Trumpeter TERELL STAFFORD is ferocious, gentle, swingin’ and deep in the pocket on his new album, “FORGIVE & FORGET,” out now!

Veteran trumpeter Terell Stafford delivers the second installment of saxophonist Herb Harris‘s dynamic “Jazz Masters Unlimited” series production, with the unveiling of Forgive and Forget, providing a forum for Stafford’s talents and improvisational skills. Showcasing a repertoire penned and arranged by Harris, the trumpeter surrounds himself with a formidable quintet that makes his performance here much easier to appreciate. The A-list of players appearing with Stafford include tenor saxophonist extraordinaire Tim Warfield who served as the first masters series feature and a musical collaborator of the trumpeter for over thirty-years.

Pianist Kevin Hays introduces the opening statement “No, No, No, (That Ain’t The Way It Go),” with light key work on essentially a waltz-styled arrangement featuring stylish powerful solo moments from the leader, Warfield’s strong tenor voice and stellar support from the rhythm players, bassist Greg Williamson, drummer Rodney Green and of course Hayes on the keys. A piece with such an impressive tone and color, it’s repeated here on a second version or a “Take 2” that’s just as invigorating but a tad shorter.

One of the highlights and keeper of this recording, has to be the bluesy-tinged “A Two-Per to Fill” where Warfield fires the opening salvo and Stafford returns the favor with a dicey trumpet solo that energizes the tune for one memorable number. The lengthy title track captures Stafford on the muted horn delivering respectful moments on a solemn delicate ballad highlighting pianist Hays and the drummer with soft brush work on a graceful piece of music.

In stark contrast to the warm title piece, “The Owl Express” releases the hard bop juices that have been percolating underneath and features the entire group in a fast-pace tempo making this tune quite irresistible. Other notable tracks include melodic “The Tint Train” where Stafford’s high-pitch trumpet play is at its best, the soft and gentle ballad “Please Rest My Soul” and the swinging finale “Some Many Second Chances.”

With over twenty-years of experience performing on the world stage of jazz, there’s little doubt that Terell Stafford is a master and Forgive and Forget is an excellent vehicle confirming that status. A trumpeter who wields the instrument with versatility and power, this one master who puts it altogether here in a master performance anyone can appreciate.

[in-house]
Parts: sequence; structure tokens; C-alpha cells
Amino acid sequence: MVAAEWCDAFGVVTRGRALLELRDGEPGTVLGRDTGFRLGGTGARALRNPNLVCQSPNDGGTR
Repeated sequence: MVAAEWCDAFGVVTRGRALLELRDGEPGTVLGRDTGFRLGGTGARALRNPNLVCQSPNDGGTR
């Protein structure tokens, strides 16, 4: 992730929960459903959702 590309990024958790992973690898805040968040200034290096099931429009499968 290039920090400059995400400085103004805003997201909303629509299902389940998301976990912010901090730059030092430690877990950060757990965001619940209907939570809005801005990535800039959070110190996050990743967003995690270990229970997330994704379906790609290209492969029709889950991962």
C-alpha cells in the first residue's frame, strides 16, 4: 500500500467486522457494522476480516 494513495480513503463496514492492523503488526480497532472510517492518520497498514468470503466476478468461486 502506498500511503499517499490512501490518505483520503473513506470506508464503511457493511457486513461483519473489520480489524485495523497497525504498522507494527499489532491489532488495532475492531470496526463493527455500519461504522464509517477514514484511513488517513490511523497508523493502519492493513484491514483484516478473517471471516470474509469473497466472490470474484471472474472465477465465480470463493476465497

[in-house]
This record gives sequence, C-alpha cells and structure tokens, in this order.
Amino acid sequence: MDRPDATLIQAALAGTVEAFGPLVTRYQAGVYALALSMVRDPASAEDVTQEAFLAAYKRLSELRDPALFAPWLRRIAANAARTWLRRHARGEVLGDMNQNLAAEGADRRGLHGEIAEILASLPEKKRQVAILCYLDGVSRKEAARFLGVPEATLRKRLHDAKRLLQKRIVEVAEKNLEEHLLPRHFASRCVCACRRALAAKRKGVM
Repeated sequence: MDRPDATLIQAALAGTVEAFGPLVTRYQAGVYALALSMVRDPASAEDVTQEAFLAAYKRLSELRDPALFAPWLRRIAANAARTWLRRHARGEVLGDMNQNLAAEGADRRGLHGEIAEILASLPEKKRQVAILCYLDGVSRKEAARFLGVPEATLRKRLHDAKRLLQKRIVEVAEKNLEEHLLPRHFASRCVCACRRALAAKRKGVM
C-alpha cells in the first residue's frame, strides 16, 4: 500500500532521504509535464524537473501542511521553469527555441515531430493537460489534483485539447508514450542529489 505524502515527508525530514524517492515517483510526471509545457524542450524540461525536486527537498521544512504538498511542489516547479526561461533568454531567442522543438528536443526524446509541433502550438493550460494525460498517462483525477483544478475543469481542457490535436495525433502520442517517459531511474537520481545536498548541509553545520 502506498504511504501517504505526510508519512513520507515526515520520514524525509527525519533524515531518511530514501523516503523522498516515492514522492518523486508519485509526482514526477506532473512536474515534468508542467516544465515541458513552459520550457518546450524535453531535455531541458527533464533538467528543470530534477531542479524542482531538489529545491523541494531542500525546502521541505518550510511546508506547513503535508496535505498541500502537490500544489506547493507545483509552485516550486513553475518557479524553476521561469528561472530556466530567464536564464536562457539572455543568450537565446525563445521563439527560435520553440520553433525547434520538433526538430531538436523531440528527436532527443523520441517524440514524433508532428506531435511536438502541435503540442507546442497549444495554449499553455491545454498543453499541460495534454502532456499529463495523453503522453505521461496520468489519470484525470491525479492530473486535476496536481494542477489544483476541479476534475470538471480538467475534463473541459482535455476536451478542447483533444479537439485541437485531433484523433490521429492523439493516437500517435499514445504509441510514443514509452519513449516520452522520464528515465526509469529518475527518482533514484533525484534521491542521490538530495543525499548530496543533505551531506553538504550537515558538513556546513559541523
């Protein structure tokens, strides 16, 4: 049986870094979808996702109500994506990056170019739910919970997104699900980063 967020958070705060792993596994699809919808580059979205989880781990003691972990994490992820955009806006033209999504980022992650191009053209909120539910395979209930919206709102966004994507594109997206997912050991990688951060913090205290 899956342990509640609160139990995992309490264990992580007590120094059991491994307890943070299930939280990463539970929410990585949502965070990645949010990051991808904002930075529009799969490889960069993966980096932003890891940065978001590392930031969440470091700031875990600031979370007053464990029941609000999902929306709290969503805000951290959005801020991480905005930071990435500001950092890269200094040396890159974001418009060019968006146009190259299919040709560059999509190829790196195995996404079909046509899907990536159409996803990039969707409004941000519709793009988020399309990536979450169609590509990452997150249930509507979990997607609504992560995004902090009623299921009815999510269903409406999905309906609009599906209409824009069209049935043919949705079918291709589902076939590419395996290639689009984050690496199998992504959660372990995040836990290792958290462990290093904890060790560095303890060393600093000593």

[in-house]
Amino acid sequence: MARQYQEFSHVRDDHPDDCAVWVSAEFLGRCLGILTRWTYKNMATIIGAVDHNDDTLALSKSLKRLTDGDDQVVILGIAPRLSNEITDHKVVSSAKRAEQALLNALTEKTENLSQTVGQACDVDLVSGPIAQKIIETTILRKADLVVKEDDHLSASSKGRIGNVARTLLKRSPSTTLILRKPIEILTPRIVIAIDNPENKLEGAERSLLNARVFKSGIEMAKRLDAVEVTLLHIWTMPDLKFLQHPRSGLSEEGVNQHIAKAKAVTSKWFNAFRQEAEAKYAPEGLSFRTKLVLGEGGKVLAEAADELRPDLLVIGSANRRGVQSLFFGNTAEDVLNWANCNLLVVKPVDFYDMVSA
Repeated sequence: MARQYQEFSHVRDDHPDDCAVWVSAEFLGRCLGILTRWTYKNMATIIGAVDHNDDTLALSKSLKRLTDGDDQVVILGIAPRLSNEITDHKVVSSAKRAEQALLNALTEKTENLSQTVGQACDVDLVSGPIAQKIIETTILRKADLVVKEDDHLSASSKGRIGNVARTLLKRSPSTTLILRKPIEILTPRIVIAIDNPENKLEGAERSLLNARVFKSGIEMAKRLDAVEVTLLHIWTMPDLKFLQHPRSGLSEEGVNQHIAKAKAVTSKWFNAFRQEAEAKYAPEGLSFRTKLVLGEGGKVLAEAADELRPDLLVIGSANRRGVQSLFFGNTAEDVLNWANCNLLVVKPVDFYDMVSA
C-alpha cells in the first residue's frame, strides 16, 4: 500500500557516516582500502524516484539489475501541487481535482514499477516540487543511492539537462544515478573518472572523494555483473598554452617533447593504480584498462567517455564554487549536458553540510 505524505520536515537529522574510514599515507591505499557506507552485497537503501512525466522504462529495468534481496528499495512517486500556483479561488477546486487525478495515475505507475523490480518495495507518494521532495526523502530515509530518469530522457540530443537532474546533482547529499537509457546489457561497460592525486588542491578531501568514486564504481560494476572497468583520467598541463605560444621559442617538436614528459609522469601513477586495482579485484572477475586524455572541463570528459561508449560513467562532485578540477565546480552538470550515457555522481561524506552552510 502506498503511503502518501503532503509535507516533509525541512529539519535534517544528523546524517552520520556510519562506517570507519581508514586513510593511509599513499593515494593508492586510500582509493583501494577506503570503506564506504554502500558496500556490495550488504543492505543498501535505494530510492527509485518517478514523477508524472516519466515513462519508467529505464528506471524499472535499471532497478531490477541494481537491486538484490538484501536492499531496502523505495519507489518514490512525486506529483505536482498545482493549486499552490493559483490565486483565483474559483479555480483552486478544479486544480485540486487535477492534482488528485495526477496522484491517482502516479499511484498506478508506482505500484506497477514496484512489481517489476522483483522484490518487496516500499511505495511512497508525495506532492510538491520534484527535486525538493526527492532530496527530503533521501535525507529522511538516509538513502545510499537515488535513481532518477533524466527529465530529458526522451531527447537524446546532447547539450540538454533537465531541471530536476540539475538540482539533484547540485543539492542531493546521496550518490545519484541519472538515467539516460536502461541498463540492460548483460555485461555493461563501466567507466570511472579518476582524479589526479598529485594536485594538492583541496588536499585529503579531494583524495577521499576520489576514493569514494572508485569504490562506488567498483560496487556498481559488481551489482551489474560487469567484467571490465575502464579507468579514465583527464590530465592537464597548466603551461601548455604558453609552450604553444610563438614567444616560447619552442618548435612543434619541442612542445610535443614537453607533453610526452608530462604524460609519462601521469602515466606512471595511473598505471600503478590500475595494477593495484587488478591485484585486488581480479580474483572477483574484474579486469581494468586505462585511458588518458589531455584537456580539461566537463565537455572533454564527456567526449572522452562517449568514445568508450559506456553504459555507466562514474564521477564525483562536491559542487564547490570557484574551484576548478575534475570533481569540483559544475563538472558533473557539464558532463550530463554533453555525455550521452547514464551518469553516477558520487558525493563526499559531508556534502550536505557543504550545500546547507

• Classical piano master and musical alchemist LANG LANG makes his PEACE CENTER debut on February 27th! YES!
    CALL 864-467-3000 OR VISIT www.peacecenter.org FOR DETAILS & INFO! If one word applies to Lang Lang, to the musician, to the man, to his worldview, to those who come into contact with him, it is “inspiration”. It resounds like a musical motif through his life and career. He inspires millions with his open-hearted, emotive playing, whether it be in intimate recitals or on the grandest of stages – such as the 2014 World Cup concert in Rio, with Placido Domingo, to celebrate the final game; the 56th and 57th GRAMMY Award two years in a row, where he performed with Metallica and Pharrell Williams; the Opening Ceremony of the 2008 Beijing Olympics, where more than four billion people around the world viewed his performance; the Last Night of the Proms at London’s Royal Albert Hall, or the Liszt 200th birthday concert with the Philadelphia Orchestra and Charles Dutoit which was broadcast live in more than 300 movie theaters around the United States and 200 cinemas across Europe (the first classical music cinema cast to be headlined by a solo artist).
  • ODDISEE takes us on another epic hip-hop journey with “The Iceberg,” out 3/10. It’s a social, personal and political work that seeks some answers within the chaos.
    The prolific MC, producer and musician Oddisee's new album, ''The Iceberg,'' is a plea for humanity to dig deeper in search of understanding and common ground. ''The Iceberg'' is a distillation of stereotypical tropes in hip-hop and beyond, 12 tracks about money, sex, politics, race and religion that appear superficial until his multi-dimensional lyrics unfurl to expose the complexities of individuality and identity: How we see ourselves and how others see us. Deeply soulful, and shot through with jazz, go-go, gospel, thick r&b and hard beats, the album is a timely, poetic statement.